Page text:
The Celtics suspended Udoka on Sept. 22 after a monthslong investigation by an outside law firm that found multiple violations of team policies but did not point to a larger cultural problem of sexual misconduct. The Nigerian American was replaced by interim coach Mazzulla, whose mother is Black.

Houston Rockets coach Stephen Silas said Vaughn’s hire gives up-and-coming assistant coaches the knowledge that their race will not be the deciding factor in their ability to get a head job.

“It’s great that in the NBA we can truly say the head coach was selected because he is the right person for the job regardless of race,” Silas said. “As for Jacque, the thing that stands out about him is his positivity. Combine that with the fact that he is a knowledgeable coach with head coaching experience, he is a great hire.”

Former NBA coach Bernie Bickerstaff has seen a lot of challenges and struggles in his coaching days in the league dating to 1973.

“I tip my hat to the owners, the NBA and the general managers,” said Bernie Bickerstaff, now a senior basketball adviser for the Cavaliers. “But there are not just 16 Black coaches. There are 16 of the best coaches, period. It’s terrific. It’s earned. It’s always great to see people get opportunities when they earned them.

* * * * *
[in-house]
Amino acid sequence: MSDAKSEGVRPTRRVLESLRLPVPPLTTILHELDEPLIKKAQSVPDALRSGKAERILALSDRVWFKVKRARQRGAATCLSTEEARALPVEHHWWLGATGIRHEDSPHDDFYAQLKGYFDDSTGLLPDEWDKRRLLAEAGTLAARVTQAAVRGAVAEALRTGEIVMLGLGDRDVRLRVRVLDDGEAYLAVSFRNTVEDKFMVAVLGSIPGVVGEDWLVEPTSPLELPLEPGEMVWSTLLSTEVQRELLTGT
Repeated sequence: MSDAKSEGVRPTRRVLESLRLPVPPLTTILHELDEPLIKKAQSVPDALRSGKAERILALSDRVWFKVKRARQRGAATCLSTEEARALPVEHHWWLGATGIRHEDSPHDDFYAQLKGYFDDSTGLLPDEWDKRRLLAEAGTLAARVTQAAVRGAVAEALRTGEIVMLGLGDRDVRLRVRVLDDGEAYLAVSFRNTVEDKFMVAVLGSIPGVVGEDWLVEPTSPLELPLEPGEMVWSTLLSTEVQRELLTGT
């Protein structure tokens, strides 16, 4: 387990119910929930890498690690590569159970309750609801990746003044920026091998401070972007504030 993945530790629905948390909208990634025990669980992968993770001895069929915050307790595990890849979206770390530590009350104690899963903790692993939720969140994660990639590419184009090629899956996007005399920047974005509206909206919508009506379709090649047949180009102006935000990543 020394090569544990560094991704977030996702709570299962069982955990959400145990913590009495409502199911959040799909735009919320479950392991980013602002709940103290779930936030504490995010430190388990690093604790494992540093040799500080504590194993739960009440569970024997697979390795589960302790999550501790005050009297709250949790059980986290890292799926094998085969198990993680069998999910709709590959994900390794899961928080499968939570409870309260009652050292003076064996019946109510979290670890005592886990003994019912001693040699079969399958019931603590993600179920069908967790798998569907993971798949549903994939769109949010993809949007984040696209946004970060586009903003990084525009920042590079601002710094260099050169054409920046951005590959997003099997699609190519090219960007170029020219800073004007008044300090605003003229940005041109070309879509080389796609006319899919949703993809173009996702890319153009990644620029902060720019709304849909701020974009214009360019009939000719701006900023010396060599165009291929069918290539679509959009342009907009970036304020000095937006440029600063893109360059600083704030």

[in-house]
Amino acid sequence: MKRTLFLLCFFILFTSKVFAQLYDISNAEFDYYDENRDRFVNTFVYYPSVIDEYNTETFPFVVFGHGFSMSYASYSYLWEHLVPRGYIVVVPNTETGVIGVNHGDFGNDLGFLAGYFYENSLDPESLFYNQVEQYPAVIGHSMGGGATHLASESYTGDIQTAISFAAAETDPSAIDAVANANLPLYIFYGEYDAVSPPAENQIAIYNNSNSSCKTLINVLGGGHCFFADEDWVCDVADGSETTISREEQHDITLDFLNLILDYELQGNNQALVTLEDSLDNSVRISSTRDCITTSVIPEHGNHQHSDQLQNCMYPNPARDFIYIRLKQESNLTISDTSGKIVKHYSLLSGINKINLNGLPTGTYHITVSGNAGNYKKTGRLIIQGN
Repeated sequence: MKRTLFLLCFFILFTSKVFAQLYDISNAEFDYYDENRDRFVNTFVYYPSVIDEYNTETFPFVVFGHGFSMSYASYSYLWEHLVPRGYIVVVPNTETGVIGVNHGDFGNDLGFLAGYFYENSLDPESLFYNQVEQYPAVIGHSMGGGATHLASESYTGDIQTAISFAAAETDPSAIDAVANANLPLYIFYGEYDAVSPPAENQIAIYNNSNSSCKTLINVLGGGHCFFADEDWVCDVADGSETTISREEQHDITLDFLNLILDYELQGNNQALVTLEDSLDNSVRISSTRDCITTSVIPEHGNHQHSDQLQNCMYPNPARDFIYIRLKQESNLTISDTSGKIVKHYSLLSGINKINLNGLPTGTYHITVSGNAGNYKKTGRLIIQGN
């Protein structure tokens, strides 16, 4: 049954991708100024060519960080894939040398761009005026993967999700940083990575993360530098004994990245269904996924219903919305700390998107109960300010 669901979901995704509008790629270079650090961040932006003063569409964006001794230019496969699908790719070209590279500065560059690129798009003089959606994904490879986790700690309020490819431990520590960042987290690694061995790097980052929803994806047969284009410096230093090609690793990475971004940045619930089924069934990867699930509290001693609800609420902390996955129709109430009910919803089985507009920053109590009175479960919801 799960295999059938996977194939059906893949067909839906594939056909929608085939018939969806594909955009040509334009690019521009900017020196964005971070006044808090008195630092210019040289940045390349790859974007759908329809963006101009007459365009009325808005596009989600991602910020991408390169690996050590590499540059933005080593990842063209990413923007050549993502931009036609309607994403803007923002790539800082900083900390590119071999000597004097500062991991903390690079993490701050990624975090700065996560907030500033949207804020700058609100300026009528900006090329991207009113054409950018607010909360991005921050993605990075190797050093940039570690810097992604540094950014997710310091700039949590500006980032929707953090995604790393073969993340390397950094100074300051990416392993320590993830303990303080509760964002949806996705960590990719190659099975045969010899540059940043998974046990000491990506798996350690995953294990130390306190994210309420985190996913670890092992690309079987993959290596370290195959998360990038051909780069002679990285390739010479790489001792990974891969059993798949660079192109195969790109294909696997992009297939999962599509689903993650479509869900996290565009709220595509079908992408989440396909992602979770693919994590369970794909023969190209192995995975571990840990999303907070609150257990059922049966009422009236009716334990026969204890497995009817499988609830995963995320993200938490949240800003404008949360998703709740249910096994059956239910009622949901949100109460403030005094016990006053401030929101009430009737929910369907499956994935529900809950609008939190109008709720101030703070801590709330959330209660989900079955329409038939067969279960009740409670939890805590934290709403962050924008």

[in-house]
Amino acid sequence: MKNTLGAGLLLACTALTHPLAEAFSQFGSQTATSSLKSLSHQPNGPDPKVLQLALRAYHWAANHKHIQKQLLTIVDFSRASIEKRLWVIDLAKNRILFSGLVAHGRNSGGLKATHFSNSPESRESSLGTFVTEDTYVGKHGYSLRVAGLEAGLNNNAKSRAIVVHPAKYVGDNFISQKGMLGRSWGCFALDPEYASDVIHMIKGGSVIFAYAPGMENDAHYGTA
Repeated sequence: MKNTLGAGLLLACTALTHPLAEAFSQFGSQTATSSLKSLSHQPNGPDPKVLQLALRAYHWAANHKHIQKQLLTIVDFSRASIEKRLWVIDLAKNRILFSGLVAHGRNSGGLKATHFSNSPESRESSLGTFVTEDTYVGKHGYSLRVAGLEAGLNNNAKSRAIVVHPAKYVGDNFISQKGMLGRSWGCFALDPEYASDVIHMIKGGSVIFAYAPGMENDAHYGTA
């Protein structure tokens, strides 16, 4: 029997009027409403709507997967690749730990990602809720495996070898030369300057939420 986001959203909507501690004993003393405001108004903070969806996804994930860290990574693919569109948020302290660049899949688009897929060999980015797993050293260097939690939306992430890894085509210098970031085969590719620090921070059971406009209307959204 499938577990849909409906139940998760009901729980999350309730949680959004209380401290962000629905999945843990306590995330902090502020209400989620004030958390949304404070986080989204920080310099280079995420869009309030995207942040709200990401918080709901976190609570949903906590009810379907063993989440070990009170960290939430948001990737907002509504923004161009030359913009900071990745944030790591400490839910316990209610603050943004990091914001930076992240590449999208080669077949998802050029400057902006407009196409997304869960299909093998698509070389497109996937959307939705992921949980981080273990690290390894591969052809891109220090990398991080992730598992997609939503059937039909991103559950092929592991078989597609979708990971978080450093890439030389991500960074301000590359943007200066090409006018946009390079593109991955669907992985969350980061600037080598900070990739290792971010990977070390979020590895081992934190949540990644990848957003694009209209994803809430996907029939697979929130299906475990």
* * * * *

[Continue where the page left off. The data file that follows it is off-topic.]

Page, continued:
“These were not token appointments. There are guys with credibility who have been in the foxholes and doing their jobs in the NBA.”

Following their rout of the Knicks on Wednesday, Nets star Kevin Durant presented Vaughn with the game ball.

“I am excited for him. I know about the work he puts I every day,” Durant said after the win. “I know he cares about the development of each player and this team as a whole.

“I’m looking forward to playing for him. All the guys have responded to how he wants us to play. I’m looking forward to how we progress after this.”

Marc J. Spears is the senior NBA writer for Andscape. He used to be able to dunk on you, but he hasn’t been able to in years and his knees still hurt.